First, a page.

Johns Hopkins sociologist decries viewing protests 'through the lens of war'

In 'Washington Post' op-ed, Stuart Schrader, an expert in racial inequality in the criminal justice system, says using force to end protests may spark further violence

Militarized police

Image caption: Military police block demonstrators near the White House on Wednesday

Credit: The Washington Post

Over the past week, protests against police discrimination and brutality have taken place across the country, many of them peaceful but others at times growing confrontational. In response, some government leaders have suggested the use of force against American citizens.

During a Rose Garden address Monday night, President Donald Trump pledged to deploy the U.S. military if the nation's governors do not effectively use National Guard troops to "dominate the streets." In an op-ed published Wednesday in The New York Times, U.S. Sen. Tom Cotton urged the president to "send in the troops," calling for "an overwhelming show of force" involving police departments, National Guard troops, and the military to curb the spate of looting and violence that have erupted during some protests.

But the use of violence and military tactics only further alienates protesters from their government and creates a feedback loop of state-sanctioned violence, writes Johns Hopkins lecturer and assistant research scientist Stuart Schrader, who is part of the Department of Sociology at the Krieger School of Arts and Sciences. In an op-ed published today in The Washington Post, Schrader suggests that "counterinsurgency breeds insurgency."

Schrader, associate director of the Johns Hopkins Program in Racism, Immigration, and Citizenship, is an expert in racial inequality in the criminal justice system. He is the author of Badges Without Borders: How Global Counterinsurgency Transformed American Policing (University of California Press, 2019), which explores how Cold War foreign policy influenced American policing.

In his op-ed, Schrader traces the shift in American military strategy toward addressing urban threats. When the military began transferring surplus equipment to civilian police departments in the 1990s, it helped create the heavily armed "counterinsurgency" forces that have violently clashed with protesters in recent days. These hardened police departments tend to view "demonstrations and protests as tantamount to revolution," Schrader writes, adding that thinking this way only increases the possibility of violence.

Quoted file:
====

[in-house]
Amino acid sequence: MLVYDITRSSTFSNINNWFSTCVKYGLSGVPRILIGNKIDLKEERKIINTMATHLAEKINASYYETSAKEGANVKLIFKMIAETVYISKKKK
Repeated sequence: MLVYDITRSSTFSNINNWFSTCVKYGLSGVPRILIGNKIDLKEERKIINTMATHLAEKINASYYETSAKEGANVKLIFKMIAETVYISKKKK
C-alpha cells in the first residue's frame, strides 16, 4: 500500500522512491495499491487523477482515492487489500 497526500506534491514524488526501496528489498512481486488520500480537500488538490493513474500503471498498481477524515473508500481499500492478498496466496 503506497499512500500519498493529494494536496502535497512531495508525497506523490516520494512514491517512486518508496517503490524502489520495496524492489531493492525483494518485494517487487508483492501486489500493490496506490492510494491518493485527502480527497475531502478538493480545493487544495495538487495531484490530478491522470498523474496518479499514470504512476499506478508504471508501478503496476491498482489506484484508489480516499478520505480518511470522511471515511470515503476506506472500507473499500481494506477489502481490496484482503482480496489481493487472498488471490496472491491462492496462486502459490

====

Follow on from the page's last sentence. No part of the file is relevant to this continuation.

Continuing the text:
"A simple misunderstanding can rapidly become a seeming attack if every situation is viewed through the lens of war," he writes. "Winning 'hearts and minds' is never guaranteed, especially when the threat of violence is palpable." This line of thinking is especially dangerous, he adds, for protesters who are people of color: "If cities are now 'battlespaces,' then everyone in them could be targeted. History tells us, however, that African Americans and other people of color are at the greatest risk."

Schrader concludes: "Introducing military operations to American cities is a prescription for a misdiagnosed illness. The protesters started out furious about social injustice and racism, the callous and quick brutalization of George Floyd, and the slow-burning conflagration of premature death afflicting African American communities because of the coronavirus. Now, protesters are also furious because they are treated like an enemy army. No urban-warfare doctrine will fix these problems."

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